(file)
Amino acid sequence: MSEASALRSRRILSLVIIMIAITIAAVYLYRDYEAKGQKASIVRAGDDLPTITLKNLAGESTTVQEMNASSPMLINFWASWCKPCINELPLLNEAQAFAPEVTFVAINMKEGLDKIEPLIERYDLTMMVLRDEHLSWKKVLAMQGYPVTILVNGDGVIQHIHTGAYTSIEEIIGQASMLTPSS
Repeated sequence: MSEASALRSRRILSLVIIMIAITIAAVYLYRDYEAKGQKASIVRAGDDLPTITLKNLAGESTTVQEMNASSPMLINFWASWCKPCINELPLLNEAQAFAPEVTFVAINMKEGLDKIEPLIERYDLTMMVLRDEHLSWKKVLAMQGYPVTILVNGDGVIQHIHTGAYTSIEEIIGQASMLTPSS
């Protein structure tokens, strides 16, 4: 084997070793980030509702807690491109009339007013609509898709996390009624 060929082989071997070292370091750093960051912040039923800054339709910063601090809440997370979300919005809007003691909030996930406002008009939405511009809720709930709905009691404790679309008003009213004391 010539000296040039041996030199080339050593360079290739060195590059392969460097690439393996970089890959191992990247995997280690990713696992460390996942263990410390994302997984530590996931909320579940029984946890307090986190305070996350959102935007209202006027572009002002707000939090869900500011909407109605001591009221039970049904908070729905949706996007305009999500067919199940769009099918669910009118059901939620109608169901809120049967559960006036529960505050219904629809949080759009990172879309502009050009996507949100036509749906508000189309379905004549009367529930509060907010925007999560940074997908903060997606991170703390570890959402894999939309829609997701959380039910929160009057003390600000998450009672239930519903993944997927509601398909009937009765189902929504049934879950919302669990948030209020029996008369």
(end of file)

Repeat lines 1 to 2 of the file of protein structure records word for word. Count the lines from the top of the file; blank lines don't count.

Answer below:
Amino acid sequence: MSEASALRSRRILSLVIIMIAITIAAVYLYRDYEAKGQKASIVRAGDDLPTITLKNLAGESTTVQEMNASSPMLINFWASWCKPCINELPLLNEAQAFAPEVTFVAINMKEGLDKIEPLIERYDLTMMVLRDEHLSWKKVLAMQGYPVTILVNGDGVIQHIHTGAYTSIEEIIGQASMLTPSS
Repeated sequence: MSEASALRSRRILSLVIIMIAITIAAVYLYRDYEAKGQKASIVRAGDDLPTITLKNLAGESTTVQEMNASSPMLINFWASWCKPCINELPLLNEAQAFAPEVTFVAINMKEGLDKIEPLIERYDLTMMVLRDEHLSWKKVLAMQGYPVTILVNGDGVIQHIHTGAYTSIEEIIGQASMLTPSS